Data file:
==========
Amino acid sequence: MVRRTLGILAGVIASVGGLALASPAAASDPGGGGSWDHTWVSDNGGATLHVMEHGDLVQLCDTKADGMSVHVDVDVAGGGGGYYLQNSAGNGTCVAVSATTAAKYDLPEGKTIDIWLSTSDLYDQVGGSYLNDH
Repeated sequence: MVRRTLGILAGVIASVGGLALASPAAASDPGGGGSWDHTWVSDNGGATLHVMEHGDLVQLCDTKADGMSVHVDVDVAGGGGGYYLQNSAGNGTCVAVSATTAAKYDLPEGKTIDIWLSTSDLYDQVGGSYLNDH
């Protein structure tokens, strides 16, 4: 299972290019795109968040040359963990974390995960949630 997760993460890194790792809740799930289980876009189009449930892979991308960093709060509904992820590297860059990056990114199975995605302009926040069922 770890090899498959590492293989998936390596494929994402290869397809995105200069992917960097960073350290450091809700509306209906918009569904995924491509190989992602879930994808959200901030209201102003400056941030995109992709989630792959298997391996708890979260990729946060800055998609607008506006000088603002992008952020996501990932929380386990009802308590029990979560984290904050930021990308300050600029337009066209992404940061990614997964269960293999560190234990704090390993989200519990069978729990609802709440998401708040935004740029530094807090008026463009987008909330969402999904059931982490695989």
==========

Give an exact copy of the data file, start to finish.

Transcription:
Amino acid sequence: MVRRTLGILAGVIASVGGLALASPAAASDPGGGGSWDHTWVSDNGGATLHVMEHGDLVQLCDTKADGMSVHVDVDVAGGGGGYYLQNSAGNGTCVAVSATTAAKYDLPEGKTIDIWLSTSDLYDQVGGSYLNDH
Repeated sequence: MVRRTLGILAGVIASVGGLALASPAAASDPGGGGSWDHTWVSDNGGATLHVMEHGDLVQLCDTKADGMSVHVDVDVAGGGGGYYLQNSAGNGTCVAVSATTAAKYDLPEGKTIDIWLSTSDLYDQVGGSYLNDH
């Protein structure tokens, strides 16, 4: 299972290019795109968040040359963990974390995960949630 997760993460890194790792809740799930289980876009189009449930892979991308960093709060509904992820590297860059990056990114199975995605302009926040069922 770890090899498959590492293989998936390596494929994402290869397809995105200069992917960097960073350290450091809700509306209906918009569904995924491509190989992602879930994808959200901030209201102003400056941030995109992709989630792959298997391996708890979260990729946060800055998609607008506006000088603002992008952020996501990932929380386990009802308590029990979560984290904050930021990308300050600029337009066209992404940061990614997964269960293999560190234990704090390993989200519990069978729990609802709440998401708040935004740029530094807090008026463009987008909330969402999904059931982490695989």